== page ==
Thursday, August 31, 2006

A couple of think-pieces here

One on changing returnee experiences from this week's The Nation (including a mini-review of Ekow Eshun's Black Gold of the Sun towards the end).

Another on globalisation and tribalism.
The interesting point in this second article is the idea of an emergent new global elite that outdates former dichotomies between Western/non-Western culture, creating fierce forms of localist cultural/religious resistance in their wake..

Both worth printing out and reading.

Thanks Prof LG for the links.


Funke,  3:15 am  

check out this guy - fascinating.

Anonymous,  11:02 am  

I read the article 'A sort of homecoming' and I feel some despair. Will this be my children's experience when they go to Nigeria? My six year old has to be forced to eat or wear anything African even though Africa is all around us at home. My three year old, thankfully, seems to be African by nature, preferring African food and has a slight Naija accent which she got from me.
However, when it came to the question what does it mean to be white?. I thought to myself - this really isn't about being white or indeed black. It about being 'westernised' or adopting the culture wherever we have found ourselves.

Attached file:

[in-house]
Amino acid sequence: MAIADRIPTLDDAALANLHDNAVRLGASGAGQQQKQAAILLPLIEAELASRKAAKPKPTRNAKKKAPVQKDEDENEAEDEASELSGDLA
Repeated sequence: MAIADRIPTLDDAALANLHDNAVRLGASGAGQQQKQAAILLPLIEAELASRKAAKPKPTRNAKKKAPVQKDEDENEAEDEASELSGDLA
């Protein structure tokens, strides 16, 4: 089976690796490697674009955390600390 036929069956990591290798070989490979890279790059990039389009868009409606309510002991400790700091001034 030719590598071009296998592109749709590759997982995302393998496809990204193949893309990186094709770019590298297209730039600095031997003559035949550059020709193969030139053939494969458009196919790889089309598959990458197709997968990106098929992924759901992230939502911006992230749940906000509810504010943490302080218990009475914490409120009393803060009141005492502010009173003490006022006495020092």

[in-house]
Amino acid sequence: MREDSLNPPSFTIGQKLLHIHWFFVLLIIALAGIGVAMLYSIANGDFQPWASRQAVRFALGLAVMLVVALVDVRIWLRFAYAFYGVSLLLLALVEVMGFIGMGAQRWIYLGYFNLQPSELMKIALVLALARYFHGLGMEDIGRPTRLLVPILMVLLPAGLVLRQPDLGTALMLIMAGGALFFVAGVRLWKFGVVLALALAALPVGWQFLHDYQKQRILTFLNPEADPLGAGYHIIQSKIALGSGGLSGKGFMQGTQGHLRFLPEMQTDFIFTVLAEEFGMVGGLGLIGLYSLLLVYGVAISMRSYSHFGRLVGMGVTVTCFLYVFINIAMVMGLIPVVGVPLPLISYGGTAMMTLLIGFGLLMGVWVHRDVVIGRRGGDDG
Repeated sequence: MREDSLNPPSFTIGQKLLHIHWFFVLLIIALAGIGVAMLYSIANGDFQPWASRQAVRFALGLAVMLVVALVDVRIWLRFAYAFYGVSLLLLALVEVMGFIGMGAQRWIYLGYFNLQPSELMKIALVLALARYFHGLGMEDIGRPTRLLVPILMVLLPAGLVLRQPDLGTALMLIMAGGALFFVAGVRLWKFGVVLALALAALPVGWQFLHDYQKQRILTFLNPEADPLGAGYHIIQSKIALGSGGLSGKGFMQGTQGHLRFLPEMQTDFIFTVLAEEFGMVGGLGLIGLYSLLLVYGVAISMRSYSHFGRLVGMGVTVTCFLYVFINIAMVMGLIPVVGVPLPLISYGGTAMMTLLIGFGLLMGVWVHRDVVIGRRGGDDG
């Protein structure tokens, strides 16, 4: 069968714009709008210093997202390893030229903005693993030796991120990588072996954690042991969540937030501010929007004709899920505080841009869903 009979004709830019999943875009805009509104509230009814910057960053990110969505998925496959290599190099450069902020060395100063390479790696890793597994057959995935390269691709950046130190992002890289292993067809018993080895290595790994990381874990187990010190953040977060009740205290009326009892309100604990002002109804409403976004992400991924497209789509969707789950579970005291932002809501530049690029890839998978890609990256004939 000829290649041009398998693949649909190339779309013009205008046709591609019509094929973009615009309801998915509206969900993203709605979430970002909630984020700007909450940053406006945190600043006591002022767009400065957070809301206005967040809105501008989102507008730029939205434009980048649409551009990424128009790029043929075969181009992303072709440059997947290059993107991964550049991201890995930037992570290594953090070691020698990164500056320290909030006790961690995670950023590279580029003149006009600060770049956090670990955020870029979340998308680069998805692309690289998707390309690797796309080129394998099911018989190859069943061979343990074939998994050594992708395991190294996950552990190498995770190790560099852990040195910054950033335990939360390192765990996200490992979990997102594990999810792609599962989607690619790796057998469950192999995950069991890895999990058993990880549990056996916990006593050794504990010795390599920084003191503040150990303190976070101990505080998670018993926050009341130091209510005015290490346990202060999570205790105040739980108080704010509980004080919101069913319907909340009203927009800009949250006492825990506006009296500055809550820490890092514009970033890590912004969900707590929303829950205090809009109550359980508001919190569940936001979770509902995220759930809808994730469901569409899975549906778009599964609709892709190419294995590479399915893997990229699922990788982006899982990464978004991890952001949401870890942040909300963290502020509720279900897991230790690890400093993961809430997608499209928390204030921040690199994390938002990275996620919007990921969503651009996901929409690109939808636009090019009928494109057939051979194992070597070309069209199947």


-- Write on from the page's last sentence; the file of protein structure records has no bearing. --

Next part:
I was born in England, bred in Nigeria only returned to England after university. I understood the culture, participated in ogun and masquerade festivals,helped my gran slaughter animals etc, paid bribes when need be, these were all normal to me.
When i visited Naija again after 18 months, i was appaled and uncomfortable. What kind of attitude to life is this? why are pple like this? I was livid when a policeman informed me at a checkpoint that my mother's car which i was travelling in was imported illegally (in real terms a bribe of N2000) In those days, I would be the first to say "oga you know now.....". I was glad to be back in England after that.
Even within Nigeria if you are born in Lagos and travel to your village only occassionaly with your parents. You would feel that 'loss of identity'.
I have met some people in Naija and abroad who try so hard not to be identified with the country or culture(loonies!)
What do christian/moslem Africans living in Africa think of their still-ancestor-worshipping counterparts?.
Once you 'move away' or are 'born away' your outlook changes. Dispersion is a fact of life (Shame about slavery and shame on the perpetrators).
So to all Africans in the diaspora or otherwise: No matter how alienated you feel or what your set of values are, Mother Africa is in you. She's in your skin, your genes. She's the reason for your supreme physical & emotional strength, your emotions that run so deep, your beauty. Your agelessness, that singing voice, that rythmic dancing. She's nature not nuture she's in you!!

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